Wednesday, August 22, 2007

The police go to Hooters for the famous chicken wings

Nearby town was without police protection the other night.

There were supposed to be two officers on duty, but one of the cops scheduled for the night was on suspension and the other refused to work the shift alone. Didn't feel comfortable about it, according to the town supervisor. What could the chief do? He'd already given all his other officers the night off and they had plans. The chief had plans too.

They were all going out to dinner together.

At a Hooters in New Jersey.

Three carloads of off-duty Deerpark police officers, outside law enforcement officials and residents headed to Hooters restaurant in Franklin, N.J., Thursday night.

While the officers were out on the town, there were no town cops on duty back in Deerpark — 35 minutes away.

The story in the Times Herald-Record describes Hooters as "a sports bar, widely recognized for its scantily clad waitresses and popular wings."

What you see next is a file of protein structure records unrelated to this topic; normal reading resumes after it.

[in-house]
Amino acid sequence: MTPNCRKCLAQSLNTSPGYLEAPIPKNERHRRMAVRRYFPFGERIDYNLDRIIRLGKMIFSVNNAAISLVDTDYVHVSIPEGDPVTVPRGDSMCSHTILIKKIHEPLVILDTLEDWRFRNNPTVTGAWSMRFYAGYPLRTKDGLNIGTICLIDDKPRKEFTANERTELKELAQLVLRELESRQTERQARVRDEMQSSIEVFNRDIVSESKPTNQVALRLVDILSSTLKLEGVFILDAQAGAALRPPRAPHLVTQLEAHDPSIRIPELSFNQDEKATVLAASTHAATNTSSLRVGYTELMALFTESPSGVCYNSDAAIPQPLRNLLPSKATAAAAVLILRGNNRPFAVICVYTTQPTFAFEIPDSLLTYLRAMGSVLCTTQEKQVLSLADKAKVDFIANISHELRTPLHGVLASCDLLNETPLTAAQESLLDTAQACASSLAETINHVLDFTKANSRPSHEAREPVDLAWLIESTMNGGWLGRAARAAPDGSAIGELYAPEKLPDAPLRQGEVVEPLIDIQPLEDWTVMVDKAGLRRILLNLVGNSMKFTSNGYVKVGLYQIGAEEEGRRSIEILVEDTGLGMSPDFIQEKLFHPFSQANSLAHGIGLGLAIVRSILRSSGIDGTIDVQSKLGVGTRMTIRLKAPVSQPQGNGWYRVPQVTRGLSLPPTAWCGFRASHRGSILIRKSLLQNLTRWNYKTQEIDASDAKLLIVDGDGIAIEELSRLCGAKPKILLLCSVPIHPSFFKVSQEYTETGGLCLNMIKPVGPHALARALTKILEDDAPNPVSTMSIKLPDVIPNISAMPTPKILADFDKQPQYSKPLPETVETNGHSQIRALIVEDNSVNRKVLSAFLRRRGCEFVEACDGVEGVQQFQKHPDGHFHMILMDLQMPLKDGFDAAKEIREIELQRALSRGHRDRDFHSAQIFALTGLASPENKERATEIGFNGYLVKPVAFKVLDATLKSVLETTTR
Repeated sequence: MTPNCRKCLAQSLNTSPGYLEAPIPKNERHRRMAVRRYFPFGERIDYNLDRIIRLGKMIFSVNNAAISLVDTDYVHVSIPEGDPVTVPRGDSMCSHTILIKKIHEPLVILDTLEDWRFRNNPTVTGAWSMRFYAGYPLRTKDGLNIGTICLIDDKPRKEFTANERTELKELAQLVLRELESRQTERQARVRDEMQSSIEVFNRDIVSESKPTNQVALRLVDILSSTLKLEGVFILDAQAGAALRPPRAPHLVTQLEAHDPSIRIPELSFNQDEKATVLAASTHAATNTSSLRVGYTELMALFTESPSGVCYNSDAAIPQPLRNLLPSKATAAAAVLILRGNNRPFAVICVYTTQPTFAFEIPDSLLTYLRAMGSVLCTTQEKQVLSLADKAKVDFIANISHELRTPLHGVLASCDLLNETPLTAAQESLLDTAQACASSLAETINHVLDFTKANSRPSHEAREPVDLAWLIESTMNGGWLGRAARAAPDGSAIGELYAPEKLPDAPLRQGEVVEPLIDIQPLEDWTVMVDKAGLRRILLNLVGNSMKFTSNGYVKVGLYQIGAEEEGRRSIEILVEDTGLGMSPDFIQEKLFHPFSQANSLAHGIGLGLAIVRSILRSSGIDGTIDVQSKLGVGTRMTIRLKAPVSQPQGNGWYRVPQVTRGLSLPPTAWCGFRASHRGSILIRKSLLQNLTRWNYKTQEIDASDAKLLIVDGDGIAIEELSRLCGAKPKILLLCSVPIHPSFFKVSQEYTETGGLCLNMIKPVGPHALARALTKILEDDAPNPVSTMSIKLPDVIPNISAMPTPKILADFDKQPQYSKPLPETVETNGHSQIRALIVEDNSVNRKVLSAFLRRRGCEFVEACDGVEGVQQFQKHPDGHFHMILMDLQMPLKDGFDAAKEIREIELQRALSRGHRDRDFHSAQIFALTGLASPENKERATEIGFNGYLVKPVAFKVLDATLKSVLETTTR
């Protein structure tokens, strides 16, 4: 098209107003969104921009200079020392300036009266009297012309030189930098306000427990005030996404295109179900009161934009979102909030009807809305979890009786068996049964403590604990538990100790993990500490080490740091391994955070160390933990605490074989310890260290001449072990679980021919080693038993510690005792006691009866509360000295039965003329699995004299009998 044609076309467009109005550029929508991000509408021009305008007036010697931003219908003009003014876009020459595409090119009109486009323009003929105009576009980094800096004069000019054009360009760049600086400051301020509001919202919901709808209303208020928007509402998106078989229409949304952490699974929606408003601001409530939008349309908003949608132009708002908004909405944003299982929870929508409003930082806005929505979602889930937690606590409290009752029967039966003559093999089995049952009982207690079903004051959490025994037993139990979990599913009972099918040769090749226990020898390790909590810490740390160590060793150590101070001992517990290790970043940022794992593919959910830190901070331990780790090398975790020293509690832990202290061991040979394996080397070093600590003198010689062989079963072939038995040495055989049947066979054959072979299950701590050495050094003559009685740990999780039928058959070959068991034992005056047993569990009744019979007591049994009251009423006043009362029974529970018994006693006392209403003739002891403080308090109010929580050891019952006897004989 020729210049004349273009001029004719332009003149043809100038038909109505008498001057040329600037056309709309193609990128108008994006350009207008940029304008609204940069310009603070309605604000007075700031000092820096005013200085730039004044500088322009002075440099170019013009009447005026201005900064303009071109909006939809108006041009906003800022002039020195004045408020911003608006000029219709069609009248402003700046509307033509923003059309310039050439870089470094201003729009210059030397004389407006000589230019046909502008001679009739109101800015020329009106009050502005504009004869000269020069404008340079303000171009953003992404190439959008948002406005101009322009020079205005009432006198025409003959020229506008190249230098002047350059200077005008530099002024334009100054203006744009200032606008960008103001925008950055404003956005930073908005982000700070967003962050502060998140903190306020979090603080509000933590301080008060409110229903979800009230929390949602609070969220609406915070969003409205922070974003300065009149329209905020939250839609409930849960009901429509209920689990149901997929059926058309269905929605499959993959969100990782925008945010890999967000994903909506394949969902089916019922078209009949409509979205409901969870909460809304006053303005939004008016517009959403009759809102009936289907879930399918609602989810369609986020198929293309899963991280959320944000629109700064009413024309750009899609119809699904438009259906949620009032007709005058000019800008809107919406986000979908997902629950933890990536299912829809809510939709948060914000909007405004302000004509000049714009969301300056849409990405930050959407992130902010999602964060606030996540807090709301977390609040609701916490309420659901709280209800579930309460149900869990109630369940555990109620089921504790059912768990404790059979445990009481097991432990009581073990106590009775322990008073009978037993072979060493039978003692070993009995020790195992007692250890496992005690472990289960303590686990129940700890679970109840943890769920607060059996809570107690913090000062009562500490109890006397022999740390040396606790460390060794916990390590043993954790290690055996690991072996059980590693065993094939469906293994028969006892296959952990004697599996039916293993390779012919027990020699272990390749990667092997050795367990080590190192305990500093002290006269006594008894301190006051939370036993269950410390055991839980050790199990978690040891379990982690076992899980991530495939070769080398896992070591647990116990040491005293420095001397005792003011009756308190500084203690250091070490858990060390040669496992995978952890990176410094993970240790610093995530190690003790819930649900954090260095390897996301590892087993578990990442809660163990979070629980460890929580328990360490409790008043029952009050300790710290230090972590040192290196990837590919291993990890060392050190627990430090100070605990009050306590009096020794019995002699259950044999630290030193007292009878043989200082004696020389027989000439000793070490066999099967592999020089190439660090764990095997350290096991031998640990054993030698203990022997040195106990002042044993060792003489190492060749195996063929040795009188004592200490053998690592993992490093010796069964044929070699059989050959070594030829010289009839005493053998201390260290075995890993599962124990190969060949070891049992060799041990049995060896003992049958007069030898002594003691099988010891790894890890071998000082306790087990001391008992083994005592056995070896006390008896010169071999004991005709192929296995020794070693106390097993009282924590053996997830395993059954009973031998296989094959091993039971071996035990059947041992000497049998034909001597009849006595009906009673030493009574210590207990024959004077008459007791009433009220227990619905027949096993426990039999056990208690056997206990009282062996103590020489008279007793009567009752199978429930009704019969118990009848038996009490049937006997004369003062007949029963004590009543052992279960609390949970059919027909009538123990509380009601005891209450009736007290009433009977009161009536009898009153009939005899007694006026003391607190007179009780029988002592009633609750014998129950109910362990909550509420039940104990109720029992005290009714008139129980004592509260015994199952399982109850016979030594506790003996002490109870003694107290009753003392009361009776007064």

I'm sure the cops all went for the popular wings.

The point of the outing, the chief said, was to "build camaraderie." The department has eighteen officers. Three of them are women. The camaraderie-building trip to Hooters was announced around the station by a flier that none of the female officers received. Maybe their brother officers invited them along anyway. The chief wouldn't say if any of the female officers ate chicken wings that night. He said "it's not relevent" whether or not they were there building some camaraderie too.

Women back in town must feel comforted, knowing their police force was doing all this male bonding over chicken wings.

The supervisor wishes they had picked another restaurant to bond over wings at, but his main concern is that the town was left unprotected except for a state trooper whose patrol takes him through there a few times a night.

The chief is sure the town was perfectly safe. He's sure because nothing bad happened. The fact that nothing bad did happen is proof that nothing bad could have happened.

As for the choice in restaurants? The chief thinks that's no big deal, maybe not as irrelevent as his female officers' inclusion in or exclusion from the camaraderie-building, but not anything to criticize.

"No one was on official duty and no police cars were taken," the chief says. "It was a group of adults being adults."

Hooters is also widely recognized for the very grown-up behavior of its clientele.

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